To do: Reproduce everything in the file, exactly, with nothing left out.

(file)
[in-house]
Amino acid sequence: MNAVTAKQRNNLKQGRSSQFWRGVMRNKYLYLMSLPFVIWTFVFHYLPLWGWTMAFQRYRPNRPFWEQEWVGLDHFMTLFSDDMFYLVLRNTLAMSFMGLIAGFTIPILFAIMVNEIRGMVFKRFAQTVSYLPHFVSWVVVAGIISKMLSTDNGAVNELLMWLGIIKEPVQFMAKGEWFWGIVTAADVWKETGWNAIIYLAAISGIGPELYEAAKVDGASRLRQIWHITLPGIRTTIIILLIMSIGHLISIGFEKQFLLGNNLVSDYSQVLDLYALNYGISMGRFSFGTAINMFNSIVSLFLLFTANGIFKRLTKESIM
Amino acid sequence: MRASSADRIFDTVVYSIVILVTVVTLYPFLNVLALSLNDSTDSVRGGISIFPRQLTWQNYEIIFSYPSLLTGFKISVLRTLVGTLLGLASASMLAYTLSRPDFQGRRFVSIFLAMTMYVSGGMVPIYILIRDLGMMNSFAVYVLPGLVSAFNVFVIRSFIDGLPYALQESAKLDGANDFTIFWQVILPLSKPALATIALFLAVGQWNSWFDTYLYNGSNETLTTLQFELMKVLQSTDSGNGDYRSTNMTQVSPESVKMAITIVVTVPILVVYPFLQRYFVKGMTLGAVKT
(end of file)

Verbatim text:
[in-house]
Amino acid sequence: MNAVTAKQRNNLKQGRSSQFWRGVMRNKYLYLMSLPFVIWTFVFHYLPLWGWTMAFQRYRPNRPFWEQEWVGLDHFMTLFSDDMFYLVLRNTLAMSFMGLIAGFTIPILFAIMVNEIRGMVFKRFAQTVSYLPHFVSWVVVAGIISKMLSTDNGAVNELLMWLGIIKEPVQFMAKGEWFWGIVTAADVWKETGWNAIIYLAAISGIGPELYEAAKVDGASRLRQIWHITLPGIRTTIIILLIMSIGHLISIGFEKQFLLGNNLVSDYSQVLDLYALNYGISMGRFSFGTAINMFNSIVSLFLLFTANGIFKRLTKESIM
Amino acid sequence: MRASSADRIFDTVVYSIVILVTVVTLYPFLNVLALSLNDSTDSVRGGISIFPRQLTWQNYEIIFSYPSLLTGFKISVLRTLVGTLLGLASASMLAYTLSRPDFQGRRFVSIFLAMTMYVSGGMVPIYILIRDLGMMNSFAVYVLPGLVSAFNVFVIRSFIDGLPYALQESAKLDGANDFTIFWQVILPLSKPALATIALFLAVGQWNSWFDTYLYNGSNETLTTLQFELMKVLQSTDSGNGDYRSTNMTQVSPESVKMAITIVVTVPILVVYPFLQRYFVKGMTLGAVKT